Source: The Social Studies, 108:3, 87-98
The following article presents data from a mixed-methods practitioner research study that focuses on understanding how Jewish secondary students learned about controversial topics in Israel's history and how these topics impacted their connection to the country.
The responses that were provided by the students showed that the material forced students to conceptualize Israel in new ways and that the material— learning from Palestinian and Israeli texts about events that happened in 1947 and 1948—was disruptive to their preconceived notions of Israel.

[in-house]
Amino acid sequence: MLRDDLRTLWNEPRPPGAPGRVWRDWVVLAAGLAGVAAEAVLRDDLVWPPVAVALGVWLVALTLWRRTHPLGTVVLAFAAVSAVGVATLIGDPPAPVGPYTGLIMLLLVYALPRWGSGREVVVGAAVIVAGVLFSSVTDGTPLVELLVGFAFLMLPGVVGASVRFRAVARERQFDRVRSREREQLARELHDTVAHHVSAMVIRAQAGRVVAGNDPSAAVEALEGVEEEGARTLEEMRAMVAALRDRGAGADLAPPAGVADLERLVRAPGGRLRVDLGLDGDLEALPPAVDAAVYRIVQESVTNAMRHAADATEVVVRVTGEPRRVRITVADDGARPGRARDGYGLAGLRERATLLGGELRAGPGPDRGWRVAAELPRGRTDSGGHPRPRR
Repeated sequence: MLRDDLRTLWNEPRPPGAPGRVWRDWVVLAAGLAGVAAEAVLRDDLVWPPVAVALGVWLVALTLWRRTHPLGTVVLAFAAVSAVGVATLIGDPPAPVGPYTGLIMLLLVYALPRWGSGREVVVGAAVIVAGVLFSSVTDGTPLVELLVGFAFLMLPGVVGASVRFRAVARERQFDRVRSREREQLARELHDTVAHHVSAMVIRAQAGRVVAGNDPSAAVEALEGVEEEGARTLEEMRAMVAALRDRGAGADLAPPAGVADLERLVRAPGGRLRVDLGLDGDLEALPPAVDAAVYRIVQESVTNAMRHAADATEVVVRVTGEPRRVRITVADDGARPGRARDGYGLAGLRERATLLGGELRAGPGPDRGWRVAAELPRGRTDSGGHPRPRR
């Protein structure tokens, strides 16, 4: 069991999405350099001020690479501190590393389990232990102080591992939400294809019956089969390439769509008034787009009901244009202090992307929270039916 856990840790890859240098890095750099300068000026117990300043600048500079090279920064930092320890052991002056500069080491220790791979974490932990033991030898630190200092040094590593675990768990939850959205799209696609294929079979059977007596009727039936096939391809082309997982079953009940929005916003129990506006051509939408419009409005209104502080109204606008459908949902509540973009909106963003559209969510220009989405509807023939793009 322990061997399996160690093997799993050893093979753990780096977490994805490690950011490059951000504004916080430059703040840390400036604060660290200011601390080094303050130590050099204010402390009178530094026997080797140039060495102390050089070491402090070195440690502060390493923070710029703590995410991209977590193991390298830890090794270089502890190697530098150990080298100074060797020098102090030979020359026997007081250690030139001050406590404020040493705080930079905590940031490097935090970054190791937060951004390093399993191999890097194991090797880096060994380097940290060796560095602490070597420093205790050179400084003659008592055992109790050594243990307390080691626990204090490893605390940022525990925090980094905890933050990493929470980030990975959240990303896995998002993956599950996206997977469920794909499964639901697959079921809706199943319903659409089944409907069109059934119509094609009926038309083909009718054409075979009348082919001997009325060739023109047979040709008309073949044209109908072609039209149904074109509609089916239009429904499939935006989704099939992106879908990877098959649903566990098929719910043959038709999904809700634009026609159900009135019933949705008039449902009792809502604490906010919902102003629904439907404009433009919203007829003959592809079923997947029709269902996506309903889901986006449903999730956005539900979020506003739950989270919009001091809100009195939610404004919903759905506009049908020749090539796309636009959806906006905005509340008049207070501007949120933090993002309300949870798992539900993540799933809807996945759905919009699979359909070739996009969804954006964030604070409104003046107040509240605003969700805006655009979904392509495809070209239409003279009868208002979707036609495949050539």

With the passing of time, the students were able to reflect on the real difficulty they had with learning about the topics but were able to synthesize the disruption into their Israel narrative to arrive at a new understanding. The integration of this new material into existing schema is understood within the context of dangerous memories, and how learning about controversial moments in nationalist narratives can impact the way students learn and relate to a topic.
A further finding was that some students expressed resentment at previous educational experiences for not being fully transparent about historical events.